USCIS Issues Policy Guidance on Employment Authorization for Parolees
On August 19, 2019, U.S. Citizenship and Immigration Services (USCIS) issued new policy guidance in the USCIS Policy Manual on employment authorization for non-citizens who have been paroled into the United States. The policy guidance states that employment authorization for parolees is discretionary and lays out the factors that should be taken into account when determining whether employment authorization should be granted as a matter of discretion. This guidance applies to non-citizens who are paroled into the United States under INA § 212(d)(5) for urgent humanitarian reasons or for a significant public benefit. USCIS indicates that the guidance is being issued because “there is a national emergency at the U.S. southern border.” This guidance appears to be an effort to limit the occasions in which employment authorization is issued to people who have been paroled at the border.
The policy guidance states that a non-citizen who is paroled into the United States is not employment-authorized incident to status and must apply for employment authorization. See 8 CFR § 274a.12(c)(11). In order to determine whether employment should be authorized as a matter of discretion, the guidance directs the adjudicator to look at the facts and circumstances of each case and determine whether the positive factors outweigh any negative factors. The guidance provides a table that includes a nonexclusive, nonbinding list of factors to be considered. The favorable factors set forth in the guidance include: the nature of the circumstances that led to the non-citizen’s parole; the length of time authorized for parole and conditions placed on parole, whether the non-citizen is the primary caregiver or source of financial support for a spouse, parent or child with significant health conditions; any prior periods during which the non-citizen has been in the United States lawfully; if the non-citizen is assisting with a lengthy federal criminal investigation or prosecution; and if the non-citizen is the spouse, parent or child of a U.S. citizen or is or was a member of the U.S. Armed Forces.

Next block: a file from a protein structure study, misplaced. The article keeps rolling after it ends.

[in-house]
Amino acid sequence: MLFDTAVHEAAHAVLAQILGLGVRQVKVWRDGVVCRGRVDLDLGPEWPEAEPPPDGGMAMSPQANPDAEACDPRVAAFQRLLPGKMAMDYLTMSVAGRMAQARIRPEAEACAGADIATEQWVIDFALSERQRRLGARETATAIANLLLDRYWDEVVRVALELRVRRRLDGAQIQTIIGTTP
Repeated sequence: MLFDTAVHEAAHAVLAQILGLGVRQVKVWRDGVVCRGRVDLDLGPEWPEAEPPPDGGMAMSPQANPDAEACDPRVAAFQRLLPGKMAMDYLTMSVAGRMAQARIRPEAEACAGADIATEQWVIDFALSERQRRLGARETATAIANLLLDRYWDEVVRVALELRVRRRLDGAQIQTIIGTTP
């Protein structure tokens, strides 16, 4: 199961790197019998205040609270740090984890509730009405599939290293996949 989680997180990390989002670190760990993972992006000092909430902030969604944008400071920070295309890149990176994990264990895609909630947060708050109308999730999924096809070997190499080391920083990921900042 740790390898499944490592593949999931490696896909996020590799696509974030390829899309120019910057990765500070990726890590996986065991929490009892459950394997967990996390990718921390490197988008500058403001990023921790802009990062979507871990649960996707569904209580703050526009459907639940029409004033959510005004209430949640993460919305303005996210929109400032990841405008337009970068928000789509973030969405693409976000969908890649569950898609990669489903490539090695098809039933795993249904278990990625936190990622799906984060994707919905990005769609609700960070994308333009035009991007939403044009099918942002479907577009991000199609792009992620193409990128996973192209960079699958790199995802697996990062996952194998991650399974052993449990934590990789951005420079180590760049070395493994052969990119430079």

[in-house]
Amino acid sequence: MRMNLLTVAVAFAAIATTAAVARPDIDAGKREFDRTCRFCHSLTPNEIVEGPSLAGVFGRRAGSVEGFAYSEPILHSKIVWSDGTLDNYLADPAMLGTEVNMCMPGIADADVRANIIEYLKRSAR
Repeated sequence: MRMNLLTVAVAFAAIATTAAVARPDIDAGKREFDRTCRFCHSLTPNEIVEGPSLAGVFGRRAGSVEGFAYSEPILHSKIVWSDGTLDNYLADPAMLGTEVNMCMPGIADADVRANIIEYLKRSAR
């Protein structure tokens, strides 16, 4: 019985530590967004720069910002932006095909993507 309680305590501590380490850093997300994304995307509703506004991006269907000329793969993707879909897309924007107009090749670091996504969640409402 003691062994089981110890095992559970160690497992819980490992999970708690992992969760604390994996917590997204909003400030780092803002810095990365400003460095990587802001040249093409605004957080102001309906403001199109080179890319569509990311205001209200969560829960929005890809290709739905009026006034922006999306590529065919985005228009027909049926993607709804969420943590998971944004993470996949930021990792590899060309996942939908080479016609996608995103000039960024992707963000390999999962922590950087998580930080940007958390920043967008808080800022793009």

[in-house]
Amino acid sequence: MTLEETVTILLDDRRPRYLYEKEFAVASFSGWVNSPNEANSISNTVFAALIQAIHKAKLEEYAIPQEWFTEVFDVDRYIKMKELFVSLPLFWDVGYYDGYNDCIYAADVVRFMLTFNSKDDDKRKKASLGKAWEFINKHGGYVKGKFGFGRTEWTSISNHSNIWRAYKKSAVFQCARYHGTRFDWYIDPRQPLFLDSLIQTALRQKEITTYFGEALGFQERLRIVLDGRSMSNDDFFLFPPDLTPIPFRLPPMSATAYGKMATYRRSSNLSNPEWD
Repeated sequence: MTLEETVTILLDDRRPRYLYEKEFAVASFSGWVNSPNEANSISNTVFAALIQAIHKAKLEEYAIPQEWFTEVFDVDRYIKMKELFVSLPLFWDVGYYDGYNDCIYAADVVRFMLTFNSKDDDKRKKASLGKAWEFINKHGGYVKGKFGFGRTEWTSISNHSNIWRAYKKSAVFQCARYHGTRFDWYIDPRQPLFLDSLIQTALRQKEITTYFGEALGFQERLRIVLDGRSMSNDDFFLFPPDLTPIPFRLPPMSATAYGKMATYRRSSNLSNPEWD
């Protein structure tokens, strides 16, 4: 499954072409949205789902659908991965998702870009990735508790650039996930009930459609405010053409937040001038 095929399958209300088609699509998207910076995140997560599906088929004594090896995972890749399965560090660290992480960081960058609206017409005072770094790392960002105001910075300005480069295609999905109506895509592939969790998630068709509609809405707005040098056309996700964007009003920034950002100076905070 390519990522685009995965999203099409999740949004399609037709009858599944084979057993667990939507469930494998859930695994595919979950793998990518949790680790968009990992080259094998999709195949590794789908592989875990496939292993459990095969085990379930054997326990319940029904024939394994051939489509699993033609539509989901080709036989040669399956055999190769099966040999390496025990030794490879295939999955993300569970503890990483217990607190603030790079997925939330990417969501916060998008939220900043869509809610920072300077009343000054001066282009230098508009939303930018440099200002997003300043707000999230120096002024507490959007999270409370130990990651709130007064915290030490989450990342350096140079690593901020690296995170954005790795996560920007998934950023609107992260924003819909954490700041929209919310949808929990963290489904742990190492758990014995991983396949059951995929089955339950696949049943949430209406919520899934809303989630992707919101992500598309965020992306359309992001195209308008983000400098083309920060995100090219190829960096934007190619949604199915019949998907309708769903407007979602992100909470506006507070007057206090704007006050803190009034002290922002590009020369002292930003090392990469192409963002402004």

Among the unfavorable factors to be considered include: criminal history; the length of time authorized for parole (less than one year, for example); whether the non-citizen has violated the terms of the parole; the nature of any prior immigration violations; the length of time the non-citizen has been in the United States without lawful presence, with shorter periods of time being more unfavorable; applicable grounds of inadmissibility, including fraud or misrepresentation; whether the non-citizen is subject to a final order of removal or reinstatement of removal; and whether the non-citizen is a national security or public safety risk, as evidenced by arrests and convictions. In addition, the guidance provides specific examples of “serious negative factors” that include whether the non-citizen has been convicted of an aggravated felony; convicted of any felony; charged with or convicted of any offenses involving domestic violence, child abuse, neglect, sexual assault and any offense involving controlled substances or driving under the influence. Having committed fraud or misrepresentation and being subject to a final order of removal are also listed again as “serious negative factors.” The guidance states that while the presence of any of these “serious negative factors” weighs heavily against granting employment authorization, they should not form the basis for an automatic denial and should be considered based on the totality of the facts of the case.
Finally, the guidance instructs officers to grant employment authorization only for the period of the parole authorization, which is usually one year. If the non-citizen is re-paroled, he or she may file a new employment authorization application.